2. Glad you are all back safe and sound. We are just leaving again for (fingers crossed) nine months Planning Italy Sicily and greece and anywhere else that takes our fancy. We have not read all your blog but plan to when we have crossed the channel and have time to relax.Agree with your ‘weird things’100%. Good luck in the job markets and keep up the positive thinking. Maybe our paths will cross again, lets hope so. Rob and Sue

  3. It’s interesting that ‘culture shock’ works as much when coming home as it does when landing in a new country. We lived in Pakistan for 3 years and I remember the ‘paralysis’ when we returned to the UK from just walking into a shop and seeing not just one but many, many different types of shampoo – after having 3 years of no choice it was too much to take in and I walked out without buying anything!

    From reading your blog and speaking to friends who own a motorhome hire company but have decided to sell up and travel instead, we’ve also decided to drag our ‘One Day’ list into the present and buy a van now, rather than waiting for the money and time to be in place – it may never happen. I’ve always found that weighing-up options is the hard part; once the decision’s made the weight’s lifted, the way ahead is clear and all we need to do is aim for and plan to get to the goal – all it takes is a leap of faith.

    “Arriving at one goal is the starting point to another.” John Dewey

    Good luck with the next stage of the journey.

    Paul & Cathy

  4. Hi There
    I am so pleased to hear you found The Secret. We visualised our dream home, detached in the country, barns for our motorhome and chopping logs for the wood burner . Cheap rent because the landlord ( in our case the county council) want you to do it up and maintain it. And here we are! My dream job was dreamt up and talked about until it became a reality. The only blur on the Horizon was me getting cancer but we a focusing on a cure now. It really does work, we even dreamt up a holiday and the next week won a 10 day first class holiday in Switzerland with balloon flights over the Alps. I would also recommend reading the Celestine Prophecy and The Alchemist. Oh yes there is another good film called What the Bleep? Down the Rabbit hole. It sounds like you are on the road towards your next adventure already. I expect it won’t be too long before the ideal jobs present themselves.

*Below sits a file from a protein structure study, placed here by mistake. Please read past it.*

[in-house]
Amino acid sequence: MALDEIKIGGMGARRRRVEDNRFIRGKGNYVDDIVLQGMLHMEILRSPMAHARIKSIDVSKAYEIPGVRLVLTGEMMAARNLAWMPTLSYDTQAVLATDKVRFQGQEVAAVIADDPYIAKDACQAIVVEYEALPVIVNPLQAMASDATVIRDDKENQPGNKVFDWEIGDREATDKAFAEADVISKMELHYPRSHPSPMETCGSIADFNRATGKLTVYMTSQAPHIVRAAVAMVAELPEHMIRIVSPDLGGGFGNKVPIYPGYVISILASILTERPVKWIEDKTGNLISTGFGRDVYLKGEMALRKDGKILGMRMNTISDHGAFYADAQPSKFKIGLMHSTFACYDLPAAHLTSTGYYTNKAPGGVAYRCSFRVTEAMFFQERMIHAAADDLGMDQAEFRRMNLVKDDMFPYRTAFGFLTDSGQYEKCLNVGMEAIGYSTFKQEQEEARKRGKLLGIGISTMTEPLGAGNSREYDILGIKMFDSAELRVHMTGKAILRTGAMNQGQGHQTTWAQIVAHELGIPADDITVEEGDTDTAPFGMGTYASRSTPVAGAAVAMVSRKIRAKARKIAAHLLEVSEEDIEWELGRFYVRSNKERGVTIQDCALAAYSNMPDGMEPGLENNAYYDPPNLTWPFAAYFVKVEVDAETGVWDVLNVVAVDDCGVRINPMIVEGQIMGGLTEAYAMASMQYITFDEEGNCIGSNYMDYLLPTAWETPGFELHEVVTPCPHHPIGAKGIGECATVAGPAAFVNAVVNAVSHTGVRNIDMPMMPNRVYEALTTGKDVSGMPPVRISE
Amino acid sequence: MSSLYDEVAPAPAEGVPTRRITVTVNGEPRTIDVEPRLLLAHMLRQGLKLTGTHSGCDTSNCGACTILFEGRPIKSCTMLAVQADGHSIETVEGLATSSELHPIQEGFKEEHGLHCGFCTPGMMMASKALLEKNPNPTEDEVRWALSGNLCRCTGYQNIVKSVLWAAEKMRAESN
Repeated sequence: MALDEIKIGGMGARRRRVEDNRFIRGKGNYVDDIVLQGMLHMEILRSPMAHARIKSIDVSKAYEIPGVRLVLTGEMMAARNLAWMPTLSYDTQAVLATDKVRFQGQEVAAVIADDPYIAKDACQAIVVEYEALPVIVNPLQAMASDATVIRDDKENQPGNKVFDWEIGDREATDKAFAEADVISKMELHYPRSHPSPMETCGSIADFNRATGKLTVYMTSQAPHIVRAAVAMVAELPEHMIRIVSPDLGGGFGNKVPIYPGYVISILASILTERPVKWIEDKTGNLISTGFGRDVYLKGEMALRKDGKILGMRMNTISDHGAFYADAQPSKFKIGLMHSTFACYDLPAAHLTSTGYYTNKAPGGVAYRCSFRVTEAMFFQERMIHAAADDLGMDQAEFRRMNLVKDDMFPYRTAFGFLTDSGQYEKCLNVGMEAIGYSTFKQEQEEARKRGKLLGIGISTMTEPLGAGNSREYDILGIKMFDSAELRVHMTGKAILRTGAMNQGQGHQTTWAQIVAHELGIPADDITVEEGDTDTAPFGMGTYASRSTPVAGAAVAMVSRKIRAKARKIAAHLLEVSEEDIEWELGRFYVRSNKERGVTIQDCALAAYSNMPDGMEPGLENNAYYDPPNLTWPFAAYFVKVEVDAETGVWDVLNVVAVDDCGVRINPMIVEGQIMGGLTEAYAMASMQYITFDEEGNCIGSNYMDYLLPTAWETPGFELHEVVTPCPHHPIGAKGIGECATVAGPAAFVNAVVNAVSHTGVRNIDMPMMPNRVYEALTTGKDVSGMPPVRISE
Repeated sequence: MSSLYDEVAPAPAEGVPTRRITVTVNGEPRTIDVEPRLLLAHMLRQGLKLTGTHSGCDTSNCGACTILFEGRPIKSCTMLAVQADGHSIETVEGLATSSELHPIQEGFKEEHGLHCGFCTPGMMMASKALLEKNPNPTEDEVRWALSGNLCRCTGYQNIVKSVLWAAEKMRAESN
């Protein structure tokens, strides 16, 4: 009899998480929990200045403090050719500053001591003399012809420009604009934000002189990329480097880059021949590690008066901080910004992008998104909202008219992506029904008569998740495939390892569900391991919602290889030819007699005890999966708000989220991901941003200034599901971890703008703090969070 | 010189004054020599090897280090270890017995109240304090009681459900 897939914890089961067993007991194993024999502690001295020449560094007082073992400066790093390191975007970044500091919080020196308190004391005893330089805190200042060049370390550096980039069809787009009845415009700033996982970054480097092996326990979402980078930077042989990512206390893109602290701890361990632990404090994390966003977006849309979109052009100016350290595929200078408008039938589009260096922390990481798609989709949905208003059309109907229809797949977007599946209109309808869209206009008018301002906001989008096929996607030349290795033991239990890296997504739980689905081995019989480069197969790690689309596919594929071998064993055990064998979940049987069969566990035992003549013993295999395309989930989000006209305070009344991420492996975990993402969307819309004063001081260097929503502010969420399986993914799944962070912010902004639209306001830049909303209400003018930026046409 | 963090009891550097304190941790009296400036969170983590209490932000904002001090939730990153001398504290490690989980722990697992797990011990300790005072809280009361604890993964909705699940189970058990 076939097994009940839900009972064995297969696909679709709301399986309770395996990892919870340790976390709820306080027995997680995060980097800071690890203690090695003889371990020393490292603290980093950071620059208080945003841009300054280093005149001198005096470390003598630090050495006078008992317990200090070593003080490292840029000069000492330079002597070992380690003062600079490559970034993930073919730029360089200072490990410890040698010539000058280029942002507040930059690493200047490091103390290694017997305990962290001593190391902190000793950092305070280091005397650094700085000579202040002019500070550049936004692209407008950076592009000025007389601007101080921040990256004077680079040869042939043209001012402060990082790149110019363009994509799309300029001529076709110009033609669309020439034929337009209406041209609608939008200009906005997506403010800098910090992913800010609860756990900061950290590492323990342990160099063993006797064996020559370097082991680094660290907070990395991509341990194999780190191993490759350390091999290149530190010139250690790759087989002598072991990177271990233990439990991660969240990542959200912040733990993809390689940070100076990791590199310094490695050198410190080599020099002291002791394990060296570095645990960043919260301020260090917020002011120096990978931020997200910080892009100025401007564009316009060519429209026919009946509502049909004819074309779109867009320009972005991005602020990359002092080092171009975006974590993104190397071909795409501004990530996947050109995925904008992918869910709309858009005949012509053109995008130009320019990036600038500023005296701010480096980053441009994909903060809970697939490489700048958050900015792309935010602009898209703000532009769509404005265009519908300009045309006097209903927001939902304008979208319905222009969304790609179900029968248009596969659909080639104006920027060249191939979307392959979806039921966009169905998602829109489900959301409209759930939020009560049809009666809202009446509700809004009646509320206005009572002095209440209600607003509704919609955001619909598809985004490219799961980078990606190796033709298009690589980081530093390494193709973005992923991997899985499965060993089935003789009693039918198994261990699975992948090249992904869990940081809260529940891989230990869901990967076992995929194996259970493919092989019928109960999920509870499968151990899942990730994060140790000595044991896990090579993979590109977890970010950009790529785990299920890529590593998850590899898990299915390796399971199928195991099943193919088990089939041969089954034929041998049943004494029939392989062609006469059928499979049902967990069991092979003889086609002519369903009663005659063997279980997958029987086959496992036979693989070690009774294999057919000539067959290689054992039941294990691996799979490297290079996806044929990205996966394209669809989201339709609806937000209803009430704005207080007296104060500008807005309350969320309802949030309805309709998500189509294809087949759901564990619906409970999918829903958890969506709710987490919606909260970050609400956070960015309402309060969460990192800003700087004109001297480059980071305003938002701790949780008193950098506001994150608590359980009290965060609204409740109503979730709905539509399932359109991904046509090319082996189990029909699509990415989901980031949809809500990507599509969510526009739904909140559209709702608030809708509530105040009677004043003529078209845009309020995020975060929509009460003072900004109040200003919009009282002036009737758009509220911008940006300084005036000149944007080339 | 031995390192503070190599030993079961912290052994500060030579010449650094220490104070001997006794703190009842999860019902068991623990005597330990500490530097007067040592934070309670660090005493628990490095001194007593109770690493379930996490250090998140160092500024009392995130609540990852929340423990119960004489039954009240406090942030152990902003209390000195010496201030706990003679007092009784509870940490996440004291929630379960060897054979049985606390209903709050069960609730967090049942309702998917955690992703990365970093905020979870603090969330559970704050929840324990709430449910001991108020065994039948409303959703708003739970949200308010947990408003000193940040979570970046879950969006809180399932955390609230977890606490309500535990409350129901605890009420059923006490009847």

All the best Helga the Hymer aka Deborah and Colin.

  5. Awh.. we really feel sad you have ended your tour and are thinking you must be feeling sad too!
    We are off in November being inspired by you guys we are going in our Hymer with our two dogs.. where.. we don’t know!
    Thanks so much for all the bloggs.. excellent!
    Gail & Julian
    Molly & Maisie

  6. Hi J&J
    Last few days at Camping VT in Bulgaria, job done. Off to southern Greece for the winter.
    We’ll be in similar situation next April when back in Blighty, will work in England for the summer then off again.
    With best wishes.

  7. We just learnt something interesting about our Motorhome insurance as we just renewed ours on our van… Safeguard allow you to mirror your no claims from another policy. So by taking your no claims out of the motorhome and putting them on a car, you can then mirror the claims back to the motorhome. The irony of this is that the motorhome insurance was actually £50 cheaper since we were no longer paying for the “protected no claims” and of course the car insurance was massively cheaper vs insuring it with no available NCB. Why do things have to be so complicated? Currently at Adventure Overland show where our respective tours of Europe and ventures into North Africa pale into insignificance! One day maybe… Good luck with your re-entry :) A&S

    • Thanks Adam, great bit of info although at the moment neither of us have any NCB! We will have by the next time we head out though, probably a fair bit of it. I can imagine Adventure Overland is a real eye opener to what can be done. One day, one day. Cheers, Jay

  8. PMA (Positive Mental Attitude) guys is the way forward!!! We look forward to meeting you in Europe on your next travels :0) Thanks again for writing a great blog.

  9. Hey there J&J!
    Your followers are right on, you have just got to desire whole heartedly your next move, Joyce & I have been amazed how a mental vision can become a reality. Maybe it’s just foresight in being able to see your destiny. Last November in the snow sat in our van watching Inspector Montalbano, skint & J not even an EU citizen, we had an overwhelming desire to get down to Sicily. 4ward 8 weeks & we were sat outside Montalbano’s house in Punta Seca !! The desire this summer was to get good paying jobs & head south before winter sets in. Pleased to inform you we landed on our feet, nearly cashed up we’ll be ready for an Atlantic Adventure.

    All the best A,J &O

    http://www.theguardian.com/travel/2013/jun/07/british-tourists-trail-inspector-montalbano

  10. Hi guys, maybe just a coincidence but saw 3 old Hymers in Cardiff that week. If you were down the Bay camping one of them must have been yourselves, if we had known we would have come and said hello. Not MH’s yet but your travels are insperational and it is now our dream to own and travel as you have.

    Good luck Aden

  11. Hiya both! I think my partner and I have watched all your videos of your on-road adventures in Dave with Charlie, and we are truly inspired and enlightened by what you had to show and say of your travels of wherever.. You really have the knack of making a place seem so amazing, and we can’t wait to do the traveling ourselves now, extremely excited about it actually! Anyway, thoroughly enjoyed your videos, etc.. Enjoy your homecoming, your new home and future plans, and thank you both for the visual experiences you shared via youtube, we love you! lol :D